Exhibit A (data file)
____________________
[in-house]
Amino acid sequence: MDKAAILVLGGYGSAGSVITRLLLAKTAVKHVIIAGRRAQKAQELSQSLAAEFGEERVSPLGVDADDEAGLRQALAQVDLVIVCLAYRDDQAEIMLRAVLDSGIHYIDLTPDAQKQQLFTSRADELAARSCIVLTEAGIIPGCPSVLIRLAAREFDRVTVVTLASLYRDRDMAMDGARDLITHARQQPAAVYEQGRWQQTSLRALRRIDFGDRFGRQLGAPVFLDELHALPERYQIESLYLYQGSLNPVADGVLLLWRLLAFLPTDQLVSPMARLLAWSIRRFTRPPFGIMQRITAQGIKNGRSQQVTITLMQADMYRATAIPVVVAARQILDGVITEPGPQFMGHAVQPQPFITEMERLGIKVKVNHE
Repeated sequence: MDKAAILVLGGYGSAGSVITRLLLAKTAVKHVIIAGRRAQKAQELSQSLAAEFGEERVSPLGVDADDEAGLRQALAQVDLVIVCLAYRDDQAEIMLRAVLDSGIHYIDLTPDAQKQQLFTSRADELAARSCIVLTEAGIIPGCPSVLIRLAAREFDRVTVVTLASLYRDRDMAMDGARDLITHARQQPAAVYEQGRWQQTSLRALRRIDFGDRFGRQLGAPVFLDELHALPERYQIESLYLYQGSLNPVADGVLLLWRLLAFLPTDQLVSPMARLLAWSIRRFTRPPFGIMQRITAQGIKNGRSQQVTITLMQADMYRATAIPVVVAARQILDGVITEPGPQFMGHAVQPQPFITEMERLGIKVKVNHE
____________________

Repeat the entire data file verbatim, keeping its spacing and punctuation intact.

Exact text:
[in-house]
Amino acid sequence: MDKAAILVLGGYGSAGSVITRLLLAKTAVKHVIIAGRRAQKAQELSQSLAAEFGEERVSPLGVDADDEAGLRQALAQVDLVIVCLAYRDDQAEIMLRAVLDSGIHYIDLTPDAQKQQLFTSRADELAARSCIVLTEAGIIPGCPSVLIRLAAREFDRVTVVTLASLYRDRDMAMDGARDLITHARQQPAAVYEQGRWQQTSLRALRRIDFGDRFGRQLGAPVFLDELHALPERYQIESLYLYQGSLNPVADGVLLLWRLLAFLPTDQLVSPMARLLAWSIRRFTRPPFGIMQRITAQGIKNGRSQQVTITLMQADMYRATAIPVVVAARQILDGVITEPGPQFMGHAVQPQPFITEMERLGIKVKVNHE
Repeated sequence: MDKAAILVLGGYGSAGSVITRLLLAKTAVKHVIIAGRRAQKAQELSQSLAAEFGEERVSPLGVDADDEAGLRQALAQVDLVIVCLAYRDDQAEIMLRAVLDSGIHYIDLTPDAQKQQLFTSRADELAARSCIVLTEAGIIPGCPSVLIRLAAREFDRVTVVTLASLYRDRDMAMDGARDLITHARQQPAAVYEQGRWQQTSLRALRRIDFGDRFGRQLGAPVFLDELHALPERYQIESLYLYQGSLNPVADGVLLLWRLLAFLPTDQLVSPMARLLAWSIRRFTRPPFGIMQRITAQGIKNGRSQQVTITLMQADMYRATAIPVVVAARQILDGVITEPGPQFMGHAVQPQPFITEMERLGIKVKVNHE